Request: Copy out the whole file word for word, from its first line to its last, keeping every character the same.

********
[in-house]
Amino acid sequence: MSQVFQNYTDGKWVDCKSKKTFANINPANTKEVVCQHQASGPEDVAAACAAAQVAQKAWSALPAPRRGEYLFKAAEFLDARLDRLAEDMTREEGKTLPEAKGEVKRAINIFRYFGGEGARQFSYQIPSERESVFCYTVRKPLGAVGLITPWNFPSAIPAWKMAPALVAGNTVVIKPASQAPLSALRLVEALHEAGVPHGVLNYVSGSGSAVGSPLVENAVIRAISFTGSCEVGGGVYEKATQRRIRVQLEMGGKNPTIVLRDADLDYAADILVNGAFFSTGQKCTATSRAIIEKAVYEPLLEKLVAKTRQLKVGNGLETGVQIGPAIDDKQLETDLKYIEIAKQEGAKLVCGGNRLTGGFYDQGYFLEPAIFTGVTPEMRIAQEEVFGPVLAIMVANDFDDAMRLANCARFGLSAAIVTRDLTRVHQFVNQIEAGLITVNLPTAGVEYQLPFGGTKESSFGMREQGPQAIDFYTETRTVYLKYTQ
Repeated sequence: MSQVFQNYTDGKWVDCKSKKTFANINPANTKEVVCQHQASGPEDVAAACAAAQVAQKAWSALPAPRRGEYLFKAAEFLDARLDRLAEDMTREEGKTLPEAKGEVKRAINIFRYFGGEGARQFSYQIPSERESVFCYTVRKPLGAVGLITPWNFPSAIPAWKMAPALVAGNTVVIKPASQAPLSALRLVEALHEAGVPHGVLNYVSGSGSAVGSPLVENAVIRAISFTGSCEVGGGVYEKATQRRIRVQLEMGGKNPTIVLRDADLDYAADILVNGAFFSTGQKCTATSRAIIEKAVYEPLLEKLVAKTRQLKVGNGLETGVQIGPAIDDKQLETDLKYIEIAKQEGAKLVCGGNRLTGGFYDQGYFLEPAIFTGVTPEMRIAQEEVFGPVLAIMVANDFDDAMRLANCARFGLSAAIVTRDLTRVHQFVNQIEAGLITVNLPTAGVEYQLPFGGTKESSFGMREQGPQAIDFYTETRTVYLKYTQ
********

[in-house]
Amino acid sequence: MSQVFQNYTDGKWVDCKSKKTFANINPANTKEVVCQHQASGPEDVAAACAAAQVAQKAWSALPAPRRGEYLFKAAEFLDARLDRLAEDMTREEGKTLPEAKGEVKRAINIFRYFGGEGARQFSYQIPSERESVFCYTVRKPLGAVGLITPWNFPSAIPAWKMAPALVAGNTVVIKPASQAPLSALRLVEALHEAGVPHGVLNYVSGSGSAVGSPLVENAVIRAISFTGSCEVGGGVYEKATQRRIRVQLEMGGKNPTIVLRDADLDYAADILVNGAFFSTGQKCTATSRAIIEKAVYEPLLEKLVAKTRQLKVGNGLETGVQIGPAIDDKQLETDLKYIEIAKQEGAKLVCGGNRLTGGFYDQGYFLEPAIFTGVTPEMRIAQEEVFGPVLAIMVANDFDDAMRLANCARFGLSAAIVTRDLTRVHQFVNQIEAGLITVNLPTAGVEYQLPFGGTKESSFGMREQGPQAIDFYTETRTVYLKYTQ
Repeated sequence: MSQVFQNYTDGKWVDCKSKKTFANINPANTKEVVCQHQASGPEDVAAACAAAQVAQKAWSALPAPRRGEYLFKAAEFLDARLDRLAEDMTREEGKTLPEAKGEVKRAINIFRYFGGEGARQFSYQIPSERESVFCYTVRKPLGAVGLITPWNFPSAIPAWKMAPALVAGNTVVIKPASQAPLSALRLVEALHEAGVPHGVLNYVSGSGSAVGSPLVENAVIRAISFTGSCEVGGGVYEKATQRRIRVQLEMGGKNPTIVLRDADLDYAADILVNGAFFSTGQKCTATSRAIIEKAVYEPLLEKLVAKTRQLKVGNGLETGVQIGPAIDDKQLETDLKYIEIAKQEGAKLVCGGNRLTGGFYDQGYFLEPAIFTGVTPEMRIAQEEVFGPVLAIMVANDFDDAMRLANCARFGLSAAIVTRDLTRVHQFVNQIEAGLITVNLPTAGVEYQLPFGGTKESSFGMREQGPQAIDFYTETRTVYLKYTQ